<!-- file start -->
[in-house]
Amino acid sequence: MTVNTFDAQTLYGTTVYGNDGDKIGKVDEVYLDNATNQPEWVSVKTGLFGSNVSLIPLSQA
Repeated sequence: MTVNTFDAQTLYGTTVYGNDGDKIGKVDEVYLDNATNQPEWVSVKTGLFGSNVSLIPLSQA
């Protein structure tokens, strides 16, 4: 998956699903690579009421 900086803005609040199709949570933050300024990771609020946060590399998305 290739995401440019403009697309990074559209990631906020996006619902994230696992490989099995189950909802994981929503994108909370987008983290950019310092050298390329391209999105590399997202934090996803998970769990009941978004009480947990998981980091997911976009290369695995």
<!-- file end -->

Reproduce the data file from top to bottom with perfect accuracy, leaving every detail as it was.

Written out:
[in-house]
Amino acid sequence: MTVNTFDAQTLYGTTVYGNDGDKIGKVDEVYLDNATNQPEWVSVKTGLFGSNVSLIPLSQA
Repeated sequence: MTVNTFDAQTLYGTTVYGNDGDKIGKVDEVYLDNATNQPEWVSVKTGLFGSNVSLIPLSQA
């Protein structure tokens, strides 16, 4: 998956699903690579009421 900086803005609040199709949570933050300024990771609020946060590399998305 290739995401440019403009697309990074559209990631906020996006619902994230696992490989099995189950909802994981929503994108909370987008983290950019310092050298390329391209999105590399997202934090996803998970769990009941978004009480947990998981980091997911976009290369695995």